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11 of 13 people found the following review helpful
5.0 out of 5 stars The Gentle Giant Album Anyone Can Like January 30, 2006
Format:Audio CD
1977's "The Missing Piece" is a controversial Gentle Giant album, as it witnessed this progressive rock band simplify their intricate music into more straightforward, accessible-sounding rock. The band have said that the late-70's punk movement played a major role in this, as it rendered the band's complex art-rock of the past unfashionable, and they thought it best to change musical direction a bit and deliver some music that was more easily digestible to the masses. Hence, the radio-friendly material of "The Missing Piece." Upon hearing it for the first time, some GG fans went into shock, accusing the band of selling out. But take it from me, the criticisms of the album are absolute rubbish. I love "The Missing Piece," and I'd easily place it somewhere in the band's Top Five best works. What it all boils down to is the quality of the songs & performances, and Gentle Giant sound *terrific* on this disc. I thoroughly enjoy the band's music of the past (my personal faves include "Three Friends" and "The Power And The Glory"), but I like the fact that the band loosened up on "The Missing Piece." There's definitely a renewed vigor & energy radiating from the band on this release, and for once, they're not taking themselves too seriously. They sound like they're having a really good time on "The Missing Piece," and what's wrong with that? And the absolute bottom line is, every single song on this album is great. The bouncy "Two Weeks In Spain" is a great tune. "I'm Turning Around" is a very strong power number. "Betcha Thought We Couldn't Do It," "Who Do You Think You Are?," and "Mountain Time" are all freewheeling, fun rockers. "As Old As You're Young" succeeds in capturing the "Ol' English" feel of earlier Gentle Giant, yet still manages to be a catchy song. Read more ›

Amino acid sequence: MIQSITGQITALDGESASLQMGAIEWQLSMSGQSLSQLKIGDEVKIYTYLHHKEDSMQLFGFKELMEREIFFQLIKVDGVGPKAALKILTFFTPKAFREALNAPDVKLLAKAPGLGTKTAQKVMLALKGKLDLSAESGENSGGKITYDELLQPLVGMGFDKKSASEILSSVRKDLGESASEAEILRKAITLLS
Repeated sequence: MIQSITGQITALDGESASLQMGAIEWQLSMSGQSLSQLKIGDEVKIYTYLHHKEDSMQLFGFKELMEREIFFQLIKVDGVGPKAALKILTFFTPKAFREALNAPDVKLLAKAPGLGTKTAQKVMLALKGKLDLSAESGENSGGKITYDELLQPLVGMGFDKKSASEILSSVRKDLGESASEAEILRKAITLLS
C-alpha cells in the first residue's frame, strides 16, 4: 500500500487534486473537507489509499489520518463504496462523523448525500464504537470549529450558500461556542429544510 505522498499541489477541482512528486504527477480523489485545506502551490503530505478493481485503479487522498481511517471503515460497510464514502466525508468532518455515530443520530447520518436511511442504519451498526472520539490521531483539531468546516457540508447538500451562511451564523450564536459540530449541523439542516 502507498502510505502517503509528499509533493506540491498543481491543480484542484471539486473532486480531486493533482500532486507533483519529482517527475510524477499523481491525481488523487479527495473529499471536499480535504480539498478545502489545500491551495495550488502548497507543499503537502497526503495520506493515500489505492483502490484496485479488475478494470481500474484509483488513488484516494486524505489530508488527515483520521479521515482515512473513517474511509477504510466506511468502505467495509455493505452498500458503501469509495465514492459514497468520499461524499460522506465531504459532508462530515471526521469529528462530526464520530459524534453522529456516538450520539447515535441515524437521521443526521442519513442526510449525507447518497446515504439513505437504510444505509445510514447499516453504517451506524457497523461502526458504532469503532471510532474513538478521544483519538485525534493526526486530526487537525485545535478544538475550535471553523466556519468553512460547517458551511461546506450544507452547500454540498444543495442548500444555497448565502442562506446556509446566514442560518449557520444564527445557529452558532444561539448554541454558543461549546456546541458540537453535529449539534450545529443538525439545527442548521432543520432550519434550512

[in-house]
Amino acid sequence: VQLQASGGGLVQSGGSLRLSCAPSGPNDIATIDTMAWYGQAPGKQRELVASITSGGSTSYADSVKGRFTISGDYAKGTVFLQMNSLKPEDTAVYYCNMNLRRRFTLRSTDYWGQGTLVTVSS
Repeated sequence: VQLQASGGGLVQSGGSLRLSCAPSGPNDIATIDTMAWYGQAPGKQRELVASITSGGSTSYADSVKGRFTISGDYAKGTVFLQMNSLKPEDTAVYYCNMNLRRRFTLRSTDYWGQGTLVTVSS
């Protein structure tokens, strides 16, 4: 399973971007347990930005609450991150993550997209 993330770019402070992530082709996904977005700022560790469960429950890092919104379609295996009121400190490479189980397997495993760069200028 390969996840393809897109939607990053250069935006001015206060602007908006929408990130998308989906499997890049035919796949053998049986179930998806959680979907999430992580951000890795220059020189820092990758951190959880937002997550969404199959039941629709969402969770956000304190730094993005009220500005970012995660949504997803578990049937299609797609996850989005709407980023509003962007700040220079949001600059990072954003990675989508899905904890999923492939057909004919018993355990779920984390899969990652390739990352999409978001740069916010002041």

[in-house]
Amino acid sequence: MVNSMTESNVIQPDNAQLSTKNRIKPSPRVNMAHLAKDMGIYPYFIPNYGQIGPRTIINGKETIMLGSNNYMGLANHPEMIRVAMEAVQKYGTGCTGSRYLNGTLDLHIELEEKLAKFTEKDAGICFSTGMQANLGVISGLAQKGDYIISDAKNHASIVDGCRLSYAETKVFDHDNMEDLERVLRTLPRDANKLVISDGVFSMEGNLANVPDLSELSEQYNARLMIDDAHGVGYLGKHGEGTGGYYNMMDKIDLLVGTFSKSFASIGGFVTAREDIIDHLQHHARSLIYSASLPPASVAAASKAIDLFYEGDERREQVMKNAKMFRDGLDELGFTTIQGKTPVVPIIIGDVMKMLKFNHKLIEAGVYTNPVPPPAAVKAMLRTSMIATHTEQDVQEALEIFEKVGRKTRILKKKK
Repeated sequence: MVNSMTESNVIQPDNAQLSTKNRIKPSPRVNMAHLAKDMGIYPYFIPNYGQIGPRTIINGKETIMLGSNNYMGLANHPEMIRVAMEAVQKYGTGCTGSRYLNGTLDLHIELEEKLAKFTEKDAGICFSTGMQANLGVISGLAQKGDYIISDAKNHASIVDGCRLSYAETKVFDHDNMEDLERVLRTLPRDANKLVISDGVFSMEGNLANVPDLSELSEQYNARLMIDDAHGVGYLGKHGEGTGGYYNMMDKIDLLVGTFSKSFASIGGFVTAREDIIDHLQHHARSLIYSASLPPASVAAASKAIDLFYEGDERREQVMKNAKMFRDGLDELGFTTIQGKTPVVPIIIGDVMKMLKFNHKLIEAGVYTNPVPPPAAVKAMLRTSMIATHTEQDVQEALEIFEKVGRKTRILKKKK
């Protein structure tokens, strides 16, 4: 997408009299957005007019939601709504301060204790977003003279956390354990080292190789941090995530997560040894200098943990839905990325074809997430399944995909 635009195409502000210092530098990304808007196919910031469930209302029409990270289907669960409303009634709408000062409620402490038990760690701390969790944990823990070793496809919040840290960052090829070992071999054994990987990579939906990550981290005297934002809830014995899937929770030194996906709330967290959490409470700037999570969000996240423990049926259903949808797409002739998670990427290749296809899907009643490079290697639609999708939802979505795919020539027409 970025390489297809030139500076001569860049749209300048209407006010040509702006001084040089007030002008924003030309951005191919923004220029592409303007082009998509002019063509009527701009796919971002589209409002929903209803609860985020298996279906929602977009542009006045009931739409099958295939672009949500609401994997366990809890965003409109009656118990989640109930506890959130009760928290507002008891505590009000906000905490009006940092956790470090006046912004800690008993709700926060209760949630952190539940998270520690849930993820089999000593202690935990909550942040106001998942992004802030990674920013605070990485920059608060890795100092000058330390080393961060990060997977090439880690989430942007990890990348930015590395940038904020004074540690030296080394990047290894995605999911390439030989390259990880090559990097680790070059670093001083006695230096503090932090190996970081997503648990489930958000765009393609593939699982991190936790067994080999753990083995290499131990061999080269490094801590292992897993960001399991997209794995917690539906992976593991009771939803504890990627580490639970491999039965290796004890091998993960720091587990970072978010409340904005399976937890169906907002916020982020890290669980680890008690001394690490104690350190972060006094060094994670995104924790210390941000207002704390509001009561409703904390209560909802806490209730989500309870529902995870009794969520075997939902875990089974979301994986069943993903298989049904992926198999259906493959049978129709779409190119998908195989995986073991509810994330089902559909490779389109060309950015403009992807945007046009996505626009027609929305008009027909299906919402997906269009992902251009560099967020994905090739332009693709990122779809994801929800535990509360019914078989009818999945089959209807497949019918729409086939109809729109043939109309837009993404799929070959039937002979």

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Most Recent Customer Reviews
4.0 out of 5 stars Amazing band
Watching them play this set live is amazing. Very tight band with versatility up the yin yang. Some very beautiful music.

Published 11 months ago by Heather Carr-rowe
5.0 out of 5 stars Gentle Giant - The Missing Piece
The Missing Piece was the British Progressive Rock band Gentle Giant's ninth studio album, it was released in 1977 to mixed reviews. Read more
Published on April 11, 2012 by Gentlegiantprog
2.0 out of 5 stars Don't bother
I'm only a late commer to GG and respect their music for its complexity and musicianship.
This is one of their last albums and is a sell out to the recording companies who... Read more
Published on April 26, 2011 by D. A. Astin